Hello,
In the system I use two lattices to represent spin up and down.
lat_u = kwant.lattice.honeycomb(a=1, name='up') lat_d = kwant.lattice.honeycomb(a=1, name='down')
When I obtain the scattering wave functions from wf=kwant.wave_function(sys, en), it contains the value for both lat_u and lat_d.
Is that possible to extract the wave function only for lat_u or lat_d?
I tried to separate the wave function based on the odd/even index, but it is not the right sequence.
Thank you in advance.
Regards, Yuhao
Dear Yuhao,
The order of the wavefunction elements is the same as that of the sites. Since you know the order of sites from sys.sites the task becomes very simple.
In the following example, you can check the family of the sites in sys.sites and notice that you have the electrons first and then the holes. The wavefunction order becomes straightforward.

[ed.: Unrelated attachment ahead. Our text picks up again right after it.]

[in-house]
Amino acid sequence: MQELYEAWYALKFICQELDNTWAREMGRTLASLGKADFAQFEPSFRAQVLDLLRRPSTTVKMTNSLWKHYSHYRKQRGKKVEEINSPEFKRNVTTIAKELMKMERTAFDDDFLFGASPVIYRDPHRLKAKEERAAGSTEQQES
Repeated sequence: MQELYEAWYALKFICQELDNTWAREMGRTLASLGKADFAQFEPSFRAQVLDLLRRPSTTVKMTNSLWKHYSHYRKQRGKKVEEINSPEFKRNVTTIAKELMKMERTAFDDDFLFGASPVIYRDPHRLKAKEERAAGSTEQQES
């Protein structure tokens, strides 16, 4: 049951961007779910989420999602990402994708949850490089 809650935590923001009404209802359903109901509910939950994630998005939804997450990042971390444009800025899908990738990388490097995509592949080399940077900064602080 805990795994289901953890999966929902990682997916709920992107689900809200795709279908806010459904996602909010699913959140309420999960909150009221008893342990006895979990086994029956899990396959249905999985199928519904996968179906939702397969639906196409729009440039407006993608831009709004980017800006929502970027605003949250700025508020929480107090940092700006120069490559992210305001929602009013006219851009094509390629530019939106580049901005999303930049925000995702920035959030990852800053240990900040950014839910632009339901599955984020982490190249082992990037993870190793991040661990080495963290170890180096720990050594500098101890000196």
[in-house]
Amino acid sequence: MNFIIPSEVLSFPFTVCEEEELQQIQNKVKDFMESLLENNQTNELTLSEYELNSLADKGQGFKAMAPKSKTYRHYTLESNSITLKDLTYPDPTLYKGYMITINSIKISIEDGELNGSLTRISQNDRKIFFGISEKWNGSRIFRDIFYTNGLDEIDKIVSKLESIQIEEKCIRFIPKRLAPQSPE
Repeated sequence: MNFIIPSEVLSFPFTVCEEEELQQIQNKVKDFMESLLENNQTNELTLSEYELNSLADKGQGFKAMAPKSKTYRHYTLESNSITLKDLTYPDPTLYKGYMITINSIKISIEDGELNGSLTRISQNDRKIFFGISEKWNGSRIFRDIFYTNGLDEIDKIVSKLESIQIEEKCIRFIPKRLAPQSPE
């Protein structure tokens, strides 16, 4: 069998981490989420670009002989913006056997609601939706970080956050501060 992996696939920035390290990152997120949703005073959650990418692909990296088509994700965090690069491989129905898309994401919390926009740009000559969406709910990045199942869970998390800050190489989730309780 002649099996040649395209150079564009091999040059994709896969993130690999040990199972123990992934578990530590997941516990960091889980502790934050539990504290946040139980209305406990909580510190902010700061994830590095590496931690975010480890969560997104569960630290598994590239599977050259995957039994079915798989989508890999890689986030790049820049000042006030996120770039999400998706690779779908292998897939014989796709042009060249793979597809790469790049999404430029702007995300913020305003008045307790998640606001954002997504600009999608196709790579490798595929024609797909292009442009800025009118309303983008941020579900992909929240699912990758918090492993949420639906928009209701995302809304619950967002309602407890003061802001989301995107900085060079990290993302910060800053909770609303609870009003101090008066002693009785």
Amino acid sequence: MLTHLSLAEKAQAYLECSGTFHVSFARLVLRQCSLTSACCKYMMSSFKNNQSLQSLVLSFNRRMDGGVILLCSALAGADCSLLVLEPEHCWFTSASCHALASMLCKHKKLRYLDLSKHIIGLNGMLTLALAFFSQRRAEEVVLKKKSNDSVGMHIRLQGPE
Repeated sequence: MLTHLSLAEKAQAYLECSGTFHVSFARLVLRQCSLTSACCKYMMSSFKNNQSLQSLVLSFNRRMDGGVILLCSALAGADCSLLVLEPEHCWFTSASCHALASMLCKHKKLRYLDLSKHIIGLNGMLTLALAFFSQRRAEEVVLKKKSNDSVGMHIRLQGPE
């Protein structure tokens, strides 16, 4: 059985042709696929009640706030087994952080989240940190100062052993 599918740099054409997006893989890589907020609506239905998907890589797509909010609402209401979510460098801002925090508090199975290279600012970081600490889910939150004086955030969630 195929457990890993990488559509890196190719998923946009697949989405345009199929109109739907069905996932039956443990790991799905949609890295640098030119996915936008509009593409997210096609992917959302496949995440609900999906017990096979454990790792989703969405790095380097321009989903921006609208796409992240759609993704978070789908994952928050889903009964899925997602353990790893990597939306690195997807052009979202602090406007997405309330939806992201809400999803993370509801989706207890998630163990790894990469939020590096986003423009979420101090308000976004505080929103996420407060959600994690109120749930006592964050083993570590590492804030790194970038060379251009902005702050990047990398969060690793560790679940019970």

I hope this helps Adel
import kwant from matplotlib import pyplot import numpy as np
def make_system(a=1, W=30, L=20, barrier=1., barrierpos=(3, 8), mu=0.4, Delta=0.1, Deltapos=4, t=1.0): # Start with an empty tight-binding system and two square lattices, # corresponding to electron and hole degree of freedom lat_e = kwant.lattice.square(a, name='e') lat_h = kwant.lattice.square(a, name='h')
sys = kwant.Builder() sys1 = kwant.Builder() sys2 = kwant.Builder() #### Define the scattering region. #### sys1[(lat_e(x, y) for x in range(L) for y in range(W))] = 4 * t - mu sys2[(lat_h(x, y) for x in range(L) for y in range(W))] = mu - 4 * t
# the tunnel barrier sys1[(lat_e(x, y) for x in range(barrierpos[0], barrierpos[1]) for y in range(W))] = 4 * t + barrier - mu sys2[(lat_h(x, y) for x in range(barrierpos[0], barrierpos[1]) for y in range(W))] = mu - 4 * t - barrier
# hoppings for both electrons and holes sys1[lat_e.neighbors()] = -t sys2[lat_h.neighbors()] = t sys+=sys1 sys+=sys2 # Superconducting order parameter enters as hopping between # electrons and holes sys[((lat_e(x, y), lat_h(x, y)) for x in range(Deltapos, L) for y in range(W))] = Delta
#### Define the leads. #### # Symmetry for the left leads. sym_left = kwant.TranslationalSymmetry((-a, 0))